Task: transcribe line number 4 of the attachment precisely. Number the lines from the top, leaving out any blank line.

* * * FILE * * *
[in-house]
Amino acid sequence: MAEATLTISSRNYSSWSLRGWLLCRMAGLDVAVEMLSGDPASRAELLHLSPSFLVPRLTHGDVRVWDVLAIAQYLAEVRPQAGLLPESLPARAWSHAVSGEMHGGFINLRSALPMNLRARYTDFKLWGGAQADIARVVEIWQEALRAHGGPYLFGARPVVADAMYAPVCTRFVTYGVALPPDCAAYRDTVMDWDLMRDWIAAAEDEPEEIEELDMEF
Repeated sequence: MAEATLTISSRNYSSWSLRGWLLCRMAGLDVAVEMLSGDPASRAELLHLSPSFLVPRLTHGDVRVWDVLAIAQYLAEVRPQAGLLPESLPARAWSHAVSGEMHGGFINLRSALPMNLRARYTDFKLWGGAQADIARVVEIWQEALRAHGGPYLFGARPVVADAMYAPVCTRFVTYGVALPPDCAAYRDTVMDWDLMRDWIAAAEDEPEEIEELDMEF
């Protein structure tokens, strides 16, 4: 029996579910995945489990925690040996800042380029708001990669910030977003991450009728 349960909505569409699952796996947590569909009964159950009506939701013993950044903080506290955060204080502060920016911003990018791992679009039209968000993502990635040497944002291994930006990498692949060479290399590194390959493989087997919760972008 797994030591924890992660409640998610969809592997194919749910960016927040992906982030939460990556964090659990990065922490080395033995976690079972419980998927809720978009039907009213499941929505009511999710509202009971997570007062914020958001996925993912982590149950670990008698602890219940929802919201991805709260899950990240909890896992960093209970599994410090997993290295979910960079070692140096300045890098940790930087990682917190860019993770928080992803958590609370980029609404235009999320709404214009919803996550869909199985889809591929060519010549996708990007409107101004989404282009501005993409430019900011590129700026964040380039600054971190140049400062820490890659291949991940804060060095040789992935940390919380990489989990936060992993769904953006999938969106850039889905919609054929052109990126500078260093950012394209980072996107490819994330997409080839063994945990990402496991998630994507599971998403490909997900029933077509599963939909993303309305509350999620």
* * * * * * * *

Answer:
């Protein structure tokens, strides 16, 4: 029996579910995945489990925690040996800042380029708001990669910030977003991450009728 349960909505569409699952796996947590569909009964159950009506939701013993950044903080506290955060204080502060920016911003990018791992679009039209968000993502990635040497944002291994930006990498692949060479290399590194390959493989087997919760972008 797994030591924890992660409640998610969809592997194919749910960016927040992906982030939460990556964090659990990065922490080395033995976690079972419980998927809720978009039907009213499941929505009511999710509202009971997570007062914020958001996925993912982590149950670990008698602890219940929802919201991805709260899950990240909890896992960093209970599994410090997993290295979910960079070692140096300045890098940790930087990682917190860019993770928080992803958590609370980029609404235009999320709404214009919803996550869909199985889809591929060519010549996708990007409107101004989404282009501005993409430019900011590129700026964040380039600054971190140049400062820490890659291949991940804060060095040789992935940390919380990489989990936060992993769904953006999938969106850039889905919609054929052109990126500078260093950012394209980072996107490819994330997409080839063994945990990402496991998630994507599971998403490909997900029933077509599963939909993303309305509350999620």